For eight seasons in the NFL punter Chris Kluwe was a cult figure on the Minnesota Vikings.
The UCLA alumnus drew the attention of many fans through his participation in popular video games like World of Warcraft and League of Legends – all while juggling a demanding schedule of a professional football player.
In January of 2014, Kluwe once again found himself in the limelight, this time, as a former NFL player-turned activist.
Kluwe was released by the Vikings in May of 2013 and believed his axing had more to do with just being replaced by former UCLA punter Jeff Locke; he maintains that he was cut because he spoke out in support of gay rights – and publicized his thoughts in an article for Deadspin.com this past January.
It didn’t take long before Kluwe addressed the elephant in the room when he spoke to the crowd of students in Kerckhoff Grand Salon on Wednesday night.
“I got my measure of notoriety for writing a letter that went slightly viral in which I defended the rights of gay people,” he said in his opening statement.
After a brief introduction about his two published letters on Deadspin, Kluwe opened questions to the audience.
The topics he discussed included how he first got the idea of playing football after he discovered he could kick a soccer ball really far, to an anecdote of how he originally came to UCLA as a computer science major, but made a serendipitous switch to a political science and history double major.
The self-professed “nerd who happens to be good at football” also disclosed a list of video games he’s currently engaged in, while also pointing out his ironic lack of affinity with sports games, and how his history of playing video games and subsequent trips to online video game message boards developed his comedic writing style.
As a former collegiate and professional athlete, the inevitable topic of the state of both industries also became one of the discussion points that members of the audience touched on.
The former punter brought forth his proposals to change the NCAA system, starting with the idea that student-athletes should have separate phases to their education – first, they would finish their years of playing eligibility before moving on to becoming full-time students.
Kluwe also proposed that student-athletes should gain a form of compensation via the NCAA’s earnings in the form of a medical fund. The fund would mostly benefit the majority of student-athletes who realistically won’t get the chance to play sports professionally, but still sacrifice their health and bodies for their schools and their sport. Kluwe also voiced his support for the recent unionizing of student-athletes at Northwestern University stating that it was a good first step.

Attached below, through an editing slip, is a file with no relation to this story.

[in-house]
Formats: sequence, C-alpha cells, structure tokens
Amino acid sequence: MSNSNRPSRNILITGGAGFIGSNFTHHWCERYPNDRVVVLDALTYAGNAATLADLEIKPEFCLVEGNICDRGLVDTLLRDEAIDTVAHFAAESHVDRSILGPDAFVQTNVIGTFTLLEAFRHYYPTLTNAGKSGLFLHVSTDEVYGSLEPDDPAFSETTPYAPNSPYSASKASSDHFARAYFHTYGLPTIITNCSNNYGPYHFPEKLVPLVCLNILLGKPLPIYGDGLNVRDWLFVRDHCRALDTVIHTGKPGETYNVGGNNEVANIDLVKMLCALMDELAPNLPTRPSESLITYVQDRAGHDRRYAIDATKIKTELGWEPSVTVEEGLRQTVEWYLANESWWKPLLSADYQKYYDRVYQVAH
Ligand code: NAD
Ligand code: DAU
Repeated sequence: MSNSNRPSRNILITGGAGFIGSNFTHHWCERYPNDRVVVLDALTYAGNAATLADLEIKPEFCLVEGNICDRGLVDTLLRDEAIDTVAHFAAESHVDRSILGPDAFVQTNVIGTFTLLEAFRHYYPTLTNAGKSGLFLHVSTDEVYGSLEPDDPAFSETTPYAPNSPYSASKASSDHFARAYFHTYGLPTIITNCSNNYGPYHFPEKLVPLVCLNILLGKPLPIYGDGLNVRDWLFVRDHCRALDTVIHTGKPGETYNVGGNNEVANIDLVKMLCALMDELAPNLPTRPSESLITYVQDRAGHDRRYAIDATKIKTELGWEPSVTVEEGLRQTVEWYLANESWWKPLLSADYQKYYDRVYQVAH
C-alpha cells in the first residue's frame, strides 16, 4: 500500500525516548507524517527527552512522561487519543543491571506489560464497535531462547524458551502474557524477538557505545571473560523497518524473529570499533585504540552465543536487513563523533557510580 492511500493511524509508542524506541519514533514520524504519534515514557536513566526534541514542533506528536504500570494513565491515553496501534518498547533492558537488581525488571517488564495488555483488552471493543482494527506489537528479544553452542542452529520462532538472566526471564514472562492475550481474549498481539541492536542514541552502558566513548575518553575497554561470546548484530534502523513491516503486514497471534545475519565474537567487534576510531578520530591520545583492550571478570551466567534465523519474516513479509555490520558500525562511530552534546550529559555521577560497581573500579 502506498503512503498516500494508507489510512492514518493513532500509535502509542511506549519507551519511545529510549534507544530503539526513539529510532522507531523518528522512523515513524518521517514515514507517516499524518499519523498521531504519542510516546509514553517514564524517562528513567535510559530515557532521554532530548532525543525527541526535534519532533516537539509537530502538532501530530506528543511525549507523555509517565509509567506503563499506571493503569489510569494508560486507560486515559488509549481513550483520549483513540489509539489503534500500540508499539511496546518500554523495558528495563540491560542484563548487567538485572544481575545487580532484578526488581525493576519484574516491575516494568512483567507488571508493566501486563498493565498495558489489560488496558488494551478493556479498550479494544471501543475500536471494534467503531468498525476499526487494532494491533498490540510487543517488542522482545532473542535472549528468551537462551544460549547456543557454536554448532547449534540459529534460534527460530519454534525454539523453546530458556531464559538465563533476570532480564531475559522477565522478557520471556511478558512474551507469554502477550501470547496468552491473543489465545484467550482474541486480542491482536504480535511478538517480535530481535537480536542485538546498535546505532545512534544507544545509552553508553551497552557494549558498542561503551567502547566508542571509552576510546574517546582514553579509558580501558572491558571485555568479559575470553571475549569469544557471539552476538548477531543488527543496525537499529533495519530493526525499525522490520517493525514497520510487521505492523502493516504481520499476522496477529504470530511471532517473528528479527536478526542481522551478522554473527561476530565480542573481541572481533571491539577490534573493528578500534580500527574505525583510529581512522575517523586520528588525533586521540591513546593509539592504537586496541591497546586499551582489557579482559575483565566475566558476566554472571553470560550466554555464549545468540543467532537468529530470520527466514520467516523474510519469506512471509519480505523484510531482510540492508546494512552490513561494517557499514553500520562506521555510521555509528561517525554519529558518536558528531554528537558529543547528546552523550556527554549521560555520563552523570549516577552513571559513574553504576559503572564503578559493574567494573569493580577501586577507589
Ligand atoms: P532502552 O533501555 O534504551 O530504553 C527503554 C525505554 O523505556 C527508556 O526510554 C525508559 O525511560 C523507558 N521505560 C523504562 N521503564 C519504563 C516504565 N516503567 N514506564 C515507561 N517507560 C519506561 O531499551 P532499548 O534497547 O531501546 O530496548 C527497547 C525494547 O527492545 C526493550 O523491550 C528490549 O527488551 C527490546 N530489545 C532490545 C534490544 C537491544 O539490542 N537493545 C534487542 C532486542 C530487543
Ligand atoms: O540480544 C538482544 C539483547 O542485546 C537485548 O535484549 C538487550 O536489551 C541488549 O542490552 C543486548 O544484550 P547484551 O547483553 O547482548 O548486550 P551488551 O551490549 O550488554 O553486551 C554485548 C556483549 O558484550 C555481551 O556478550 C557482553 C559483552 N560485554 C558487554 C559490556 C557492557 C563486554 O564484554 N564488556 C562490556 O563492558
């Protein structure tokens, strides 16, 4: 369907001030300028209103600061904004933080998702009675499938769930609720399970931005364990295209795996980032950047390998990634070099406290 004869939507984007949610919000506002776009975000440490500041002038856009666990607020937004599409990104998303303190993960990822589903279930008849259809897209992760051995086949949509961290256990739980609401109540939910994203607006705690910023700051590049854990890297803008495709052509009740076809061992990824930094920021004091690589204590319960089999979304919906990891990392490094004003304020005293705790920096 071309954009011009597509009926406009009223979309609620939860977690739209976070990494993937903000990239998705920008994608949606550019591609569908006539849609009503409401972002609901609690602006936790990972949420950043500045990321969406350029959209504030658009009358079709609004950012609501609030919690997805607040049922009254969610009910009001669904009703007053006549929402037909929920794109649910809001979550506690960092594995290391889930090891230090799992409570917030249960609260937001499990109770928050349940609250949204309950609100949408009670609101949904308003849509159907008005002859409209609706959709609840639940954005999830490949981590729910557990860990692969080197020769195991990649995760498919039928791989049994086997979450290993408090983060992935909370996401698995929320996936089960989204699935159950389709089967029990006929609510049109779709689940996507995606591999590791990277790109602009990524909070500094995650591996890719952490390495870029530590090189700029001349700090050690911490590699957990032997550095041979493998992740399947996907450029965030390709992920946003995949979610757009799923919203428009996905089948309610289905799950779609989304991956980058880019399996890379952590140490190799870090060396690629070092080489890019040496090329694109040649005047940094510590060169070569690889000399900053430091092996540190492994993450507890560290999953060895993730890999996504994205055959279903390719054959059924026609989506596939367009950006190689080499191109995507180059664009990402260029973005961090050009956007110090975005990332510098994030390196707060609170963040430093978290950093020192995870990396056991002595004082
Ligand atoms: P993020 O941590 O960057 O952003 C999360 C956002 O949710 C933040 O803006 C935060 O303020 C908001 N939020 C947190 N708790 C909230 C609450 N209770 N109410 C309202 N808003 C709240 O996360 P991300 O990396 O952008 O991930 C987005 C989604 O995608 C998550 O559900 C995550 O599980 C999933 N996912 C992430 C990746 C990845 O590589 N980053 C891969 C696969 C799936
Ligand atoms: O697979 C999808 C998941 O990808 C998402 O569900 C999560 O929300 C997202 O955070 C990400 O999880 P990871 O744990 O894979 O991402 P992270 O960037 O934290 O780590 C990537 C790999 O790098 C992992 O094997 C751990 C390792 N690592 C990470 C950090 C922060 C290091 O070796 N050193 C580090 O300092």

“He referred to players as products a lot, I didn’t really think about that perspective, so that’s a good change of view,” said fourth-year aerospace engineering student Raymond Chang.
One topic that seemed to leave a lasting impression on some students in attendance was the corporatization of the NFL.
“I think what he said about the NFL not being in a bubble was really interesting,” said first-year economics student Graham Garratt. “How the NFL interacts with society and that how it’s molded by how much money goes into the NFL.”
The former NFL player brought the issue up on several occasions, each time relating it to a recent controversy surrounding the league.
Kluwe pointed out his belief that Washington Redskins owner Dan Snyder’s resistance to giving his team a less offensive name was motivated by the potential costs he would have to incur as a result of reprinting jerseys, redoing advertisements and changing signs in stadiums.
He also addressed the controversial proposed NFL rule change that if passed, would incur a 15-yard penalty on the team of a player who utters a racial slur during games. Kluwe pointed out the hypocrisy of the NFL using the side of social justice to veil the league’s ambition to mic every player as a form of additional revenue and how inappropriate words could deter its implementation due to issues with the Federal Communications Commission.
“It’s great from a societal standpoint, but the NFL’s bottom line is always going to be about profits,” Kluwe said.
Kluwe also said the recent emphasis of money and pleasing a larger base of fans has stymied opportunities for athletes to express controversial viewpoints, much like the events that he believes led to his firing, citing that athletics used to be an impetus for social change before the monetization of the sports world.
But despite resistance from the powers that be, Kluwe maintained optimism for the side of social justice. He believes that he was only one of several athletes to speak out against bigotry, and the number of athlete allies who follow suit can only increase with the advent of social media.
“As Martin Luther King Jr. said, the arc of history is slow, but gradually bends towards justice,” Kluwe said. “We’ll get there eventually.”